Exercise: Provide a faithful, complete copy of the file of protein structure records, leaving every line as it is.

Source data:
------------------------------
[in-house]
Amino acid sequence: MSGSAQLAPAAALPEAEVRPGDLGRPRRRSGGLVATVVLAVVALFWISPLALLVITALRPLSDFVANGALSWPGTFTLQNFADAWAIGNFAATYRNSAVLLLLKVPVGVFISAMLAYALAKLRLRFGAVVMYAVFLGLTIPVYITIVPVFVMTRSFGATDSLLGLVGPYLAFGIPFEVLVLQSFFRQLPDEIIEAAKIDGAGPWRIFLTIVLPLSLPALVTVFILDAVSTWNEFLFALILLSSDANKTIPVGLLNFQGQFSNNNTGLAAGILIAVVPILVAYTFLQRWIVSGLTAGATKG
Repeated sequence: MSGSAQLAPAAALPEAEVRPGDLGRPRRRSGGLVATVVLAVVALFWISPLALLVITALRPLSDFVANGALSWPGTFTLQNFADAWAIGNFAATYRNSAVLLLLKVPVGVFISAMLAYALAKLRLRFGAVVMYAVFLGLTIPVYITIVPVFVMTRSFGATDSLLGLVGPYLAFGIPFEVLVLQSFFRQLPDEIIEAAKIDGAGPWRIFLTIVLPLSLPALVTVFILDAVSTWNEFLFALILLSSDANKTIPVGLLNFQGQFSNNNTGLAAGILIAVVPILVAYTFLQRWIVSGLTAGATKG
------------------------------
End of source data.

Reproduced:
[in-house]
Amino acid sequence: MSGSAQLAPAAALPEAEVRPGDLGRPRRRSGGLVATVVLAVVALFWISPLALLVITALRPLSDFVANGALSWPGTFTLQNFADAWAIGNFAATYRNSAVLLLLKVPVGVFISAMLAYALAKLRLRFGAVVMYAVFLGLTIPVYITIVPVFVMTRSFGATDSLLGLVGPYLAFGIPFEVLVLQSFFRQLPDEIIEAAKIDGAGPWRIFLTIVLPLSLPALVTVFILDAVSTWNEFLFALILLSSDANKTIPVGLLNFQGQFSNNNTGLAAGILIAVVPILVAYTFLQRWIVSGLTAGATKG
Repeated sequence: MSGSAQLAPAAALPEAEVRPGDLGRPRRRSGGLVATVVLAVVALFWISPLALLVITALRPLSDFVANGALSWPGTFTLQNFADAWAIGNFAATYRNSAVLLLLKVPVGVFISAMLAYALAKLRLRFGAVVMYAVFLGLTIPVYITIVPVFVMTRSFGATDSLLGLVGPYLAFGIPFEVLVLQSFFRQLPDEIIEAAKIDGAGPWRIFLTIVLPLSLPALVTVFILDAVSTWNEFLFALILLSSDANKTIPVGLLNFQGQFSNNNTGLAAGILIAVVPILVAYTFLQRWIVSGLTAGATKG